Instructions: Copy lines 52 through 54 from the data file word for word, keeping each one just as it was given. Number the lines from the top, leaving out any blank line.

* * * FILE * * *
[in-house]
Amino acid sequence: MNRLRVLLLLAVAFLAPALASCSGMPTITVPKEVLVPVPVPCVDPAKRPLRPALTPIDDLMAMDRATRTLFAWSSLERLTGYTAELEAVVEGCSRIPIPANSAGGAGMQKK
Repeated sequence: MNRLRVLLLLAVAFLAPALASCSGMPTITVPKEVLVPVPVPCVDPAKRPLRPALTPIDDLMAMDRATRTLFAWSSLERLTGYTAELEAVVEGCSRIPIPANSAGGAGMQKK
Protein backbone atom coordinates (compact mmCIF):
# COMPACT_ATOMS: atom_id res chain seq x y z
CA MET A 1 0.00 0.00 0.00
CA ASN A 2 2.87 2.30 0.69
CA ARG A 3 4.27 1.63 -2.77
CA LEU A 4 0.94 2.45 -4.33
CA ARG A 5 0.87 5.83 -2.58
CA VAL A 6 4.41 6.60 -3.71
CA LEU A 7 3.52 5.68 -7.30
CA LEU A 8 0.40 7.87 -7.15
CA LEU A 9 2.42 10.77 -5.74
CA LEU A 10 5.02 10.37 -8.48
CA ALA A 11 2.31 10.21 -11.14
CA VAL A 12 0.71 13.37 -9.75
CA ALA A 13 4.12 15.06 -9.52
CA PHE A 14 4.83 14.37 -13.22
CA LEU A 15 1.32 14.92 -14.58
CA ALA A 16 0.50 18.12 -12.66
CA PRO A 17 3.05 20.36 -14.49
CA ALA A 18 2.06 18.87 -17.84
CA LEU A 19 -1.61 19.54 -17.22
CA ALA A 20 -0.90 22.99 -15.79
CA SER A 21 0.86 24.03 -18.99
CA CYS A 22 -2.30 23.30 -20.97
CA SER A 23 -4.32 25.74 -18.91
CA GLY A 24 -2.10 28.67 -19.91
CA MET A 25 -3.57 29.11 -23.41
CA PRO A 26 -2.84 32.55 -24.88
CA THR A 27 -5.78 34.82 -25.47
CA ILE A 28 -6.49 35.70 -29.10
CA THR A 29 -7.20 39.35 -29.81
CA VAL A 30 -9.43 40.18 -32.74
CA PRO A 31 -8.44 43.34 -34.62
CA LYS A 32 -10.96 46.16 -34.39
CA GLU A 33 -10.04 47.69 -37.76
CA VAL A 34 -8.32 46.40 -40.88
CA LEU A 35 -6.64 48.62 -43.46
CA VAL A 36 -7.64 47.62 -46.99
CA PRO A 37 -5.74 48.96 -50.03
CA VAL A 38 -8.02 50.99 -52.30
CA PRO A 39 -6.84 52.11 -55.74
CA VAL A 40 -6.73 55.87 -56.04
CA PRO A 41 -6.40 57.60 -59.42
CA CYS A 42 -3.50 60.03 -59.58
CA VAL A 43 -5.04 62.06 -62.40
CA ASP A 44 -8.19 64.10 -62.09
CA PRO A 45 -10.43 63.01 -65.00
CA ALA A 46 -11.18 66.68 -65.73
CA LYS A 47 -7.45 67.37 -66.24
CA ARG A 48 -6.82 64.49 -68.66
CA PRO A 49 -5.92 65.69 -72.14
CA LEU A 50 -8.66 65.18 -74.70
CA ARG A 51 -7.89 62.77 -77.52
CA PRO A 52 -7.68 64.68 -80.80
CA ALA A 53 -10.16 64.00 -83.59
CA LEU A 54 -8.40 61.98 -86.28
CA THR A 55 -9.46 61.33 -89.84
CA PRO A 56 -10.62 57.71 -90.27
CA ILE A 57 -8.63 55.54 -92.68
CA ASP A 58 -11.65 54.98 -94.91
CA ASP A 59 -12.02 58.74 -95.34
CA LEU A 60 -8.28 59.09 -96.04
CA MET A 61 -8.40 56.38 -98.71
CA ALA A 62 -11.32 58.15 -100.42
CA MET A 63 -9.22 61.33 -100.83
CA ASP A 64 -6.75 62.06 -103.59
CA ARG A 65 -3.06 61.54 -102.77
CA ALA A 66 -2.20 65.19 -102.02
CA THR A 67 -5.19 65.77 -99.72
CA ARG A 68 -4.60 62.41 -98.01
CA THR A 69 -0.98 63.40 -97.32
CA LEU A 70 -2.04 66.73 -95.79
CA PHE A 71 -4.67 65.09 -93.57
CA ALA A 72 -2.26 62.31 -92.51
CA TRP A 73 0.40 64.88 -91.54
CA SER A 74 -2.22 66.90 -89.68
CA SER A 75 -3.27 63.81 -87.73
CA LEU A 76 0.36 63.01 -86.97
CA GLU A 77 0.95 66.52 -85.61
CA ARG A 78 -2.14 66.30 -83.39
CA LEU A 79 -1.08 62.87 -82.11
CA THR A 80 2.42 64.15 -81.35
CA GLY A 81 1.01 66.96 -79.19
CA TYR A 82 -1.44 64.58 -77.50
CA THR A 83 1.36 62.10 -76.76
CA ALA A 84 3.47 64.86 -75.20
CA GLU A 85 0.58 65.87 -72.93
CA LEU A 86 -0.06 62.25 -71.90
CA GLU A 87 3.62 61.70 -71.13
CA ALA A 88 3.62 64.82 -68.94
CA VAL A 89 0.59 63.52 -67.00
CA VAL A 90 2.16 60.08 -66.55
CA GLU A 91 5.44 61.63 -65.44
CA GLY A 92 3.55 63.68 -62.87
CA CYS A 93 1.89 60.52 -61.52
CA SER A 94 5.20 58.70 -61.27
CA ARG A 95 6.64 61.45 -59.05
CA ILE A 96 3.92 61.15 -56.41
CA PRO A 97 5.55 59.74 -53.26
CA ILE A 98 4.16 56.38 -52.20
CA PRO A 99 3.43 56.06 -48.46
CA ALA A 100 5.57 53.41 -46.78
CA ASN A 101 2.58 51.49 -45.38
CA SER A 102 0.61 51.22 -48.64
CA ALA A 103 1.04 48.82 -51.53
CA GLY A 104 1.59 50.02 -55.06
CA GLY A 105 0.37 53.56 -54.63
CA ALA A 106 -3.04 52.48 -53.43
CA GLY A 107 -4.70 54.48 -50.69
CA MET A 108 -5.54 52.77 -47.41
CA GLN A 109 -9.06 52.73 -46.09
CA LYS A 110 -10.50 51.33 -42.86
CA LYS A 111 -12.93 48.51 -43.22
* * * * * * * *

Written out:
CA LYS A 47 -7.45 67.37 -66.24
CA ARG A 48 -6.82 64.49 -68.66
CA PRO A 49 -5.92 65.69 -72.14